import

Synopsis

import id : "file.cga"

import id( style-id_1, ... , style-id_n) : "file.cga"

import id : "file.cga" ( attribute_1, ... , attribute_n )

import id : "file.cga" ( attribute_1 = value, ... , attribute_n = value )

import id : "file.cga" ()

Rules, attributes and functions from an existing rule file can be imported by a rule file through "import". Importing a rule file makes all rules, attributes and functions of the imported rule file available prefixed by "id". If the imported rule file contains multiple styles, by default all styles are imported and visible in the style manager. In order to limit the styles available in an importing rule file, the set of imported styles can be specified by enumerating the imported styles in parenthesis after the import id as in the second form of the import statement with "style-id1, ..., style-id_n".

By default, attribute values from an importing rule file (e.g. "height" in "main.cga" below) are propagated to the imported rule file (e.g. "height" in "structure.cga" takes its value from "height" in "main.cga" below). In order to disable this default behavior (e.g. because an attribute in an imported rule file has the same name but a different semantic and should therefore not be overwritten), the attributes in an imported rule file can be protected by enumerating them after the rule file as in the third variant of the import statement ("attribute_1, ..., attribute_n"). Attributes can not only be protected but an importing rule file can additionally specify a new value for the attribute by redefining an attribute with an expression as in the fourth form of the import statement ("attribute_1 = value, ... , attribute_n = value") where the right hand side expression is evaluated in the scope of the importing rule file.

Using empty parantheses protects all imported attributes.

Setting the attribute source of an imported attribute in the inspector to something else than "Rule-defined value" will disable this behavior for that attribute completely and the value will be taken from the designated source instead.

Imports can be annotated to control their attribute presentation in the inspector. See "Annotations".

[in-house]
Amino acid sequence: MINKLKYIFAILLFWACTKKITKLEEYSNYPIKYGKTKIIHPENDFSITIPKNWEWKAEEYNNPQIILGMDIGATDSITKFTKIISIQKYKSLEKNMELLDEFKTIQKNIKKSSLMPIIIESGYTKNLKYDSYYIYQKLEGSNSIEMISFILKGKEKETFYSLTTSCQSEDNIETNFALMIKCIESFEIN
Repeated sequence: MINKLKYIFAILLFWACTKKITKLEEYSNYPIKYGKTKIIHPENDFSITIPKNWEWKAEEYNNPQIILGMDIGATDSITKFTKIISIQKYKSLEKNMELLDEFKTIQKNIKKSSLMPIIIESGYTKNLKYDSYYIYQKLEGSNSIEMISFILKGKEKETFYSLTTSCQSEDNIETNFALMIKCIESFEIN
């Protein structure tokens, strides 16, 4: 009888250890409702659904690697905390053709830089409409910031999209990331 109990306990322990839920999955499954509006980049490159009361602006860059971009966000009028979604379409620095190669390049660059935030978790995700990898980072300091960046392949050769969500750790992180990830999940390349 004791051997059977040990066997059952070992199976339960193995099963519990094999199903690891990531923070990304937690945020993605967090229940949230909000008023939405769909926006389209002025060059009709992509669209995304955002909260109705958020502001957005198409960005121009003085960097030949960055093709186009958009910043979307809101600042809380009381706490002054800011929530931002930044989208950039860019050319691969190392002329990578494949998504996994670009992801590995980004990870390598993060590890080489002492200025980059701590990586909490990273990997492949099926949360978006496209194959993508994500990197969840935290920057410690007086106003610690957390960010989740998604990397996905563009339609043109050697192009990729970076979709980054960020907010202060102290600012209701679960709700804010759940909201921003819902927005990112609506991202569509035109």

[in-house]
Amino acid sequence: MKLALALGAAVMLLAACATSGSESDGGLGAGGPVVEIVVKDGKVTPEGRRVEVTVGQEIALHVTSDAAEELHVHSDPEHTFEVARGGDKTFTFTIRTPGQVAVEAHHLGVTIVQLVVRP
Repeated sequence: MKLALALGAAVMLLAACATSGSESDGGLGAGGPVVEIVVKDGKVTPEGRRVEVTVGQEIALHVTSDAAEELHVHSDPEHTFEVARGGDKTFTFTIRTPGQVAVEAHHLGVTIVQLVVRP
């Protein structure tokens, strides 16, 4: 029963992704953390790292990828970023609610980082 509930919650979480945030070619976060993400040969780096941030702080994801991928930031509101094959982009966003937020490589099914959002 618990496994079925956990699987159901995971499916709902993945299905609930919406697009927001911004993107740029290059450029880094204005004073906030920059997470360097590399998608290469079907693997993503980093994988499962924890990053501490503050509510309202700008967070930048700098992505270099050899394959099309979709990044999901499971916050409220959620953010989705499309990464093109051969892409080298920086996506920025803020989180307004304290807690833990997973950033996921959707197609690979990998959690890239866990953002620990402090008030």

Example

Combining two facades with a structure

# -- facade1.cga

actualFloorHeight = scope.sy/rint(scope.sy/4)
actualTileWidth   = scope.sx/rint(scope.sx/4)
	
Facade -->
	setupUV(0, 8*actualTileWidth, 8*actualFloorHeight)
	set(material.colormap, "f1.tif")
	bakeUV(0)
# -- facade2.cga

actualFloorHeight = scope.sy/rint(scope.sy/6)
actualTileWidth   = scope.sx/rint(scope.sx/4)
	
Facade -->
	setupUV(0, 8*actualTileWidth, 8*actualFloorHeight)
	set(material.colormap, "f2.tif")
	bakeUV(0)
# -- structure.cga

// the attribute height will be overridden by the
// attribute height from "main.cga" if this rule
// file is included. Thus if this rule file is
// used standalone, the buildings will be of height
// 100, if this rule file is included by "main.cga",
// the buildings will be of height 200.
attr height = 100

Lot-->extrude(height) Mass

Mass-->comp(f){ side: Facade | top: Roof }
# -- main.cga

// define an attribute "height", potentially
// overriding the same attribute in imported
// rule files.

attr height = 200

// import facades
import f1 : "facade1.cga"
import f2 : "facade2.cga"

// import structure
import st : "structure.cga"

Lot-->
 	// reference rule "Lot" in structure.cga
	st.Lot

// define rule "Facade" for structure.cga
st.Facade-->
	// reference rule "Facade" in facade1.cga
	50%  : f1.Facade  
	// reference rule "Facade" in facade2.cga
	else : f2.Facade

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